Discover the return of iconic fashion and music, alongside the significant cultural shift post-pandemic. Jay explores the impact on technology, from AI to the Metaverse, reflecting on past predictions by Wired magazine. Tune in for a nostalgic journey connecting past insights with today’s digital advancements in this episode of Y2K renaissance!
Full Show Notes: https://www.thejaymo.net/2023/11/12/301-2337-like-we-did-in-y2k/
Permanently moved is a personal podcast 301 seconds in length, written and recorded by @thejaymo
I am beginning to suspect that the post pandemic vibe shift wasn’t just a change in culture but a time slip. The death of the global social feed and its centralising forces has transported us back to a time before it…
It cannot have failed to escape your notice that Y2K is back, baby.
Juicy Couture, Low rise jeans, Nirvana t-shirts, baby tees and pleated skirts are everywhere.
Emo’s back, and Blink 182, Greenday all have new singles out and I’ve seen people wearing Criminal Damages!
But beyond the worlds of music and fashion, out in wider culture and especially the world of technology, Y2K is back too. After the decade of moribund web2 stasis and the post the pandemic claustrophobia; we’ve vibe shifted into a glorious world of speculation. Optimism appearing about what technology could be, and what it could do for us. Y2K is b/acc in silicon valley too.
Only now, these topics aren’t speculation and in some theoretical future, 25 years later we’re living it.
But in our future we have a real problem – it’s always now on the internet.
At least fashion, with its elliptical trend logics and re-interpretation of aesthetic has a sense of its own history. For people who spend way too much time on social platforms history doesn’t exist at all. For them two weeks ago is ancient history, let alone 2 decades ago or more.
But deep and informative writing from the late 90’s and Y2K about the topical technological buzzwords of today is still out there. Saved on aging servers and in unstyled web pages. Writing that has been online for nearly as long as the web has existed.
If you ever want to feel better informed about some new idea, buzzword or piece of marketing about a new technology that’s been announced recently. I suggest looking at what Wired magazine had to say about it in the early 1990s.
Writing about autonomous robots in September of 1994 Mark Tilden said the following.
This makes a wild robot, a feral machine that is already useful for some purposes. Other functions require domesticated robots – wild robots that have been bribed, tricked, or evolved into household roles. But the wild robot has to come first.
This is a useful insight into how LLMs are currently being developed and used. Prompt engineering, weights and attention mechanisms are all constraining and domesticating forces on the wild robot, or latent space that lies beneath the surface. Prompt injection is the bribing and tricking of the wild robot too.
In a 1995 column called “A Bill of Writes” w-r-i-t-e-s Nicholas Negroponte wrote the following:
In a digital world, the bits are endlessly copyable, infinitely malleable, and they never go out of print. Millions of people can simultaneously read any digital document – and they can also steal it.
So, how do we protect digital information?
Having a Bill of Writes now means that we can spend the next 20 to 50 years hammering out new digital-property laws and international agreements without stunting our future. More importantly, it means that publishers and authors can elect to make their bits available after they decide they have earned enough, and the bits will be ready to go. Without a Bill of Writes, our grandchildren will spend a lot of time digitizing the 70 million items that will be saved by your library over the next 30 years.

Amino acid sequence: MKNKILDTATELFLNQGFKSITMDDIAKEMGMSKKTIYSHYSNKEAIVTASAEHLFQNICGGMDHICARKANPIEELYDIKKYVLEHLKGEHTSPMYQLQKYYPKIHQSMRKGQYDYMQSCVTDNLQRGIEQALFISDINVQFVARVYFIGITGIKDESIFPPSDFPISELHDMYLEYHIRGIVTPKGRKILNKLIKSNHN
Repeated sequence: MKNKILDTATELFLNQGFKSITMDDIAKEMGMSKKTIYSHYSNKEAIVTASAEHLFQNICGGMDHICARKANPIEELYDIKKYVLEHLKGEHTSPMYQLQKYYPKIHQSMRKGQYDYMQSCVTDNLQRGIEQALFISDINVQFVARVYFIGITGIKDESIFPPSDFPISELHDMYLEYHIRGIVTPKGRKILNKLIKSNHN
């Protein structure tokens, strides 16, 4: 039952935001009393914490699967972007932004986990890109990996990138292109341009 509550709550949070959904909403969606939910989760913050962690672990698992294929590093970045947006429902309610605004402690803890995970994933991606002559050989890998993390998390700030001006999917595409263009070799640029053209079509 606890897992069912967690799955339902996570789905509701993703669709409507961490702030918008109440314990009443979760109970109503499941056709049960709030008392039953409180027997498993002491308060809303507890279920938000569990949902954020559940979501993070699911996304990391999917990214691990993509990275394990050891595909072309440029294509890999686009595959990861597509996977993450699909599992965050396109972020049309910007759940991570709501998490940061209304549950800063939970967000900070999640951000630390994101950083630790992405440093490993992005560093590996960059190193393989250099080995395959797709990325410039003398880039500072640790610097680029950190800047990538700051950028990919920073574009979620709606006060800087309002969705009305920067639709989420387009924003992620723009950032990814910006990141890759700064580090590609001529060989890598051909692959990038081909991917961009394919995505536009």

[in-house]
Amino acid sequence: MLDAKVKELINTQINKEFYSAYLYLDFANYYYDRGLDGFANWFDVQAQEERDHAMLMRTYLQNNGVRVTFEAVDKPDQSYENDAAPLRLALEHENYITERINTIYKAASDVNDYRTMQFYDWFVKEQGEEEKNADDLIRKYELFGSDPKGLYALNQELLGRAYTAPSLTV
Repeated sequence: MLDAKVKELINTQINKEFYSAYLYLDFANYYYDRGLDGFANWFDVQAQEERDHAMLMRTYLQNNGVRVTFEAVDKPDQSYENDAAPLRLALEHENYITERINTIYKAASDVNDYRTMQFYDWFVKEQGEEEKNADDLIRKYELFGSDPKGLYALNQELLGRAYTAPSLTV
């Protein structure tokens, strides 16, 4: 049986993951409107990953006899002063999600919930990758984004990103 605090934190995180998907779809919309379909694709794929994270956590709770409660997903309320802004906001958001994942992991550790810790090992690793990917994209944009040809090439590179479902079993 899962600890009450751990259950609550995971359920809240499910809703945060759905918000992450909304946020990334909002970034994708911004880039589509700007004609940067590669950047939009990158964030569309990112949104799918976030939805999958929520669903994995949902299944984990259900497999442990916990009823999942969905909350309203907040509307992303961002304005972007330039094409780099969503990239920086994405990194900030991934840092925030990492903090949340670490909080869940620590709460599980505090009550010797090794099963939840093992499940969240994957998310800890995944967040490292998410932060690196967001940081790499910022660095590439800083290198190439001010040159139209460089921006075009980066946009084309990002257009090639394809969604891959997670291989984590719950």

This article nearly 30 years on, in the context of AI dataset training data, content ownership, and some calls for really draconian copyright laws from people how should really know better seems prescient.
Just this week OpenAI announced its GPT agents. Y2K is back baby. The subject of agents in systems is something that a lot of people spent a great deal of time thinking and talking about in the late ’90s. If you meet someone excitedly talking about their applications in Discord or telegram ask them politely if they’ve read What’s An Agent, Anyway? A Sociological Case Study by LN Foner published in 1993.
It’s a great paper about the social and cultural impact of the deployment of the Chat Bot and Autonomous Agent JULIA amongst real humans populating the virtual worlds of TinyMUD and DruidMUCK. It’s an essay that’s chock full of highly relevant learnings about the design of agents, and their execution in techno-social systems. Find it online as a PDF or on a very broken web page that’s still hosted by MIT.
If people ask you about the Metaverse, ask them I’ve they’ve read ‘Avatars‘ from 1998, or the Margaret Wertheim’s ‘The Pearly Gates of Cyberspace‘ from 1999.
The Internet of the late 90s and early Noughties was a lot closer to the post-vibe shift world of the Internet that we are moving towards today. The internet back then, was a maze of twisty little passages. Labyrinths of chat rooms, and forums. Small communities talking with one another in dark forests with no central gathering space. And people writing at the time tried to make sense of it all.
I’m young enough to remember this Internet, but I’m not old enough to have read all these old texts, books, essays, or works of criticism.
Gen z, don’t know anything about the world that Y2K nostalgia is mining. And neither do we millennials.
If you really want to understand what’s going on the world right now in context of the Y2K revival: Pick up an old book like we did back in Y2K.
They’re a quid on e-bay, or 1.99 in Oxfam. That’s just all you need to do.